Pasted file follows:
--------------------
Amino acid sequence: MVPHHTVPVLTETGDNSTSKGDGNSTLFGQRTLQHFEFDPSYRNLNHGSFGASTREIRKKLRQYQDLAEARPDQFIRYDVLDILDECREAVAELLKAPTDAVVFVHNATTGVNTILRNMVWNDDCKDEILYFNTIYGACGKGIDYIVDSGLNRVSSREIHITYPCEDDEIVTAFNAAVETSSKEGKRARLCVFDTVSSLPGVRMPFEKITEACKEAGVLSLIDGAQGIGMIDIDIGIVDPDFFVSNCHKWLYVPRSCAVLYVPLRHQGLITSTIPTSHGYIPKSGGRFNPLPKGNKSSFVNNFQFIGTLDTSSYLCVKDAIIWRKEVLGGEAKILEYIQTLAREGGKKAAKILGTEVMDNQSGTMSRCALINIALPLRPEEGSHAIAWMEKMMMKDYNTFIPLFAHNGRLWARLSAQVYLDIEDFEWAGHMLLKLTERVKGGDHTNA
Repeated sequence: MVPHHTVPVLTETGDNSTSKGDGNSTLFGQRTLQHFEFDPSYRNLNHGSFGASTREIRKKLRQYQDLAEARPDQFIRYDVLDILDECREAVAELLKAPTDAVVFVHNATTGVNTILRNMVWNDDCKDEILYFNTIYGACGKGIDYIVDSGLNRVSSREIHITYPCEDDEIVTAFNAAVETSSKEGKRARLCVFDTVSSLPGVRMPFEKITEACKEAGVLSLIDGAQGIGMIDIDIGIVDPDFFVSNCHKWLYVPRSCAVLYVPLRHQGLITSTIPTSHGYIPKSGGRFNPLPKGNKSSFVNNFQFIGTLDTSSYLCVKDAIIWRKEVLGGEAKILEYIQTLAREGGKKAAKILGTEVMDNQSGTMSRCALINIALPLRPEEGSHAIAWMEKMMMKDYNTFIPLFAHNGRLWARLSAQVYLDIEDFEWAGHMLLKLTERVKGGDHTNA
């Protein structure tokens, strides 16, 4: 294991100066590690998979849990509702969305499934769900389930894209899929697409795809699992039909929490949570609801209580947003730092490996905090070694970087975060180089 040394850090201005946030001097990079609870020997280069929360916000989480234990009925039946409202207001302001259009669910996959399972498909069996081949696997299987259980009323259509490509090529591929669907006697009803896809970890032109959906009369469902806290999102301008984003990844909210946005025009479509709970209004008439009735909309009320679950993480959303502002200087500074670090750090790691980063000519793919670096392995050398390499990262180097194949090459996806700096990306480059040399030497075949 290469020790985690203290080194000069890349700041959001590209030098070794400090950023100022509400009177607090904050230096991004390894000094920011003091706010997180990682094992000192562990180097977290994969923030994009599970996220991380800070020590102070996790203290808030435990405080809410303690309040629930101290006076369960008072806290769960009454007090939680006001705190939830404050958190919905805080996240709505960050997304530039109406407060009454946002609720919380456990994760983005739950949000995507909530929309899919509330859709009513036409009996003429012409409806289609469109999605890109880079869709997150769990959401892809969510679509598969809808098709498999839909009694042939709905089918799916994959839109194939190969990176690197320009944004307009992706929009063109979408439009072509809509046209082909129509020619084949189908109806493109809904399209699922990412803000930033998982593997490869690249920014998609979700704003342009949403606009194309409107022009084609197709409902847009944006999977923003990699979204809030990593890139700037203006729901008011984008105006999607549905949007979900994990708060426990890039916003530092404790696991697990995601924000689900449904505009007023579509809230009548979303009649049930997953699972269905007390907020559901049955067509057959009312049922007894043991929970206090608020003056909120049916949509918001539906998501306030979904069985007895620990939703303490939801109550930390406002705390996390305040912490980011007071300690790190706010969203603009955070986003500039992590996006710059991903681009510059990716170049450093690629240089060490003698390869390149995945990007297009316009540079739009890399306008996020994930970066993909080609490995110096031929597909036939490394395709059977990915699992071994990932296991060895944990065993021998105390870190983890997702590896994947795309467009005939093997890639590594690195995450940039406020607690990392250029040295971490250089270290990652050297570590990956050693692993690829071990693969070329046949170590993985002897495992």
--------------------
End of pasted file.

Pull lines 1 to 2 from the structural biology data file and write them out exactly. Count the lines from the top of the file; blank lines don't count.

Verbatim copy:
Amino acid sequence: MVPHHTVPVLTETGDNSTSKGDGNSTLFGQRTLQHFEFDPSYRNLNHGSFGASTREIRKKLRQYQDLAEARPDQFIRYDVLDILDECREAVAELLKAPTDAVVFVHNATTGVNTILRNMVWNDDCKDEILYFNTIYGACGKGIDYIVDSGLNRVSSREIHITYPCEDDEIVTAFNAAVETSSKEGKRARLCVFDTVSSLPGVRMPFEKITEACKEAGVLSLIDGAQGIGMIDIDIGIVDPDFFVSNCHKWLYVPRSCAVLYVPLRHQGLITSTIPTSHGYIPKSGGRFNPLPKGNKSSFVNNFQFIGTLDTSSYLCVKDAIIWRKEVLGGEAKILEYIQTLAREGGKKAAKILGTEVMDNQSGTMSRCALINIALPLRPEEGSHAIAWMEKMMMKDYNTFIPLFAHNGRLWARLSAQVYLDIEDFEWAGHMLLKLTERVKGGDHTNA
Repeated sequence: MVPHHTVPVLTETGDNSTSKGDGNSTLFGQRTLQHFEFDPSYRNLNHGSFGASTREIRKKLRQYQDLAEARPDQFIRYDVLDILDECREAVAELLKAPTDAVVFVHNATTGVNTILRNMVWNDDCKDEILYFNTIYGACGKGIDYIVDSGLNRVSSREIHITYPCEDDEIVTAFNAAVETSSKEGKRARLCVFDTVSSLPGVRMPFEKITEACKEAGVLSLIDGAQGIGMIDIDIGIVDPDFFVSNCHKWLYVPRSCAVLYVPLRHQGLITSTIPTSHGYIPKSGGRFNPLPKGNKSSFVNNFQFIGTLDTSSYLCVKDAIIWRKEVLGGEAKILEYIQTLAREGGKKAAKILGTEVMDNQSGTMSRCALINIALPLRPEEGSHAIAWMEKMMMKDYNTFIPLFAHNGRLWARLSAQVYLDIEDFEWAGHMLLKLTERVKGGDHTNA